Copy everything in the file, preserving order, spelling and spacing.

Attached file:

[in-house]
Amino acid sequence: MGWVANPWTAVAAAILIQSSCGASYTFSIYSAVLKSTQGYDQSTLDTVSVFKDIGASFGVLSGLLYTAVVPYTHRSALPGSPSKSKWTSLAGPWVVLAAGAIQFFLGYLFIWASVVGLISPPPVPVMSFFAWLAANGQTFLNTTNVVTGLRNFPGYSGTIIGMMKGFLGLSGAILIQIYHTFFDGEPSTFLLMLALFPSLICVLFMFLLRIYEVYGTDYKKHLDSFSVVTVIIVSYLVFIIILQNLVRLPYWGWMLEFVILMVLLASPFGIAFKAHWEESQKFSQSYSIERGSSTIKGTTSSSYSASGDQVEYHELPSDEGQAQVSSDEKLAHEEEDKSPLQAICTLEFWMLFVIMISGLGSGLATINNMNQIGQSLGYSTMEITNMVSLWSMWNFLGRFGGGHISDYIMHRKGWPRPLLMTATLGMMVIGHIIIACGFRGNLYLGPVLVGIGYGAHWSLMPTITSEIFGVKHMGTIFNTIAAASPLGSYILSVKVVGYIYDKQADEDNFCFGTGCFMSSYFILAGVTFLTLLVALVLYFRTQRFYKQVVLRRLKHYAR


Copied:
[in-house]
Amino acid sequence: MGWVANPWTAVAAAILIQSSCGASYTFSIYSAVLKSTQGYDQSTLDTVSVFKDIGASFGVLSGLLYTAVVPYTHRSALPGSPSKSKWTSLAGPWVVLAAGAIQFFLGYLFIWASVVGLISPPPVPVMSFFAWLAANGQTFLNTTNVVTGLRNFPGYSGTIIGMMKGFLGLSGAILIQIYHTFFDGEPSTFLLMLALFPSLICVLFMFLLRIYEVYGTDYKKHLDSFSVVTVIIVSYLVFIIILQNLVRLPYWGWMLEFVILMVLLASPFGIAFKAHWEESQKFSQSYSIERGSSTIKGTTSSSYSASGDQVEYHELPSDEGQAQVSSDEKLAHEEEDKSPLQAICTLEFWMLFVIMISGLGSGLATINNMNQIGQSLGYSTMEITNMVSLWSMWNFLGRFGGGHISDYIMHRKGWPRPLLMTATLGMMVIGHIIIACGFRGNLYLGPVLVGIGYGAHWSLMPTITSEIFGVKHMGTIFNTIAAASPLGSYILSVKVVGYIYDKQADEDNFCFGTGCFMSSYFILAGVTFLTLLVALVLYFRTQRFYKQVVLRRLKHYAR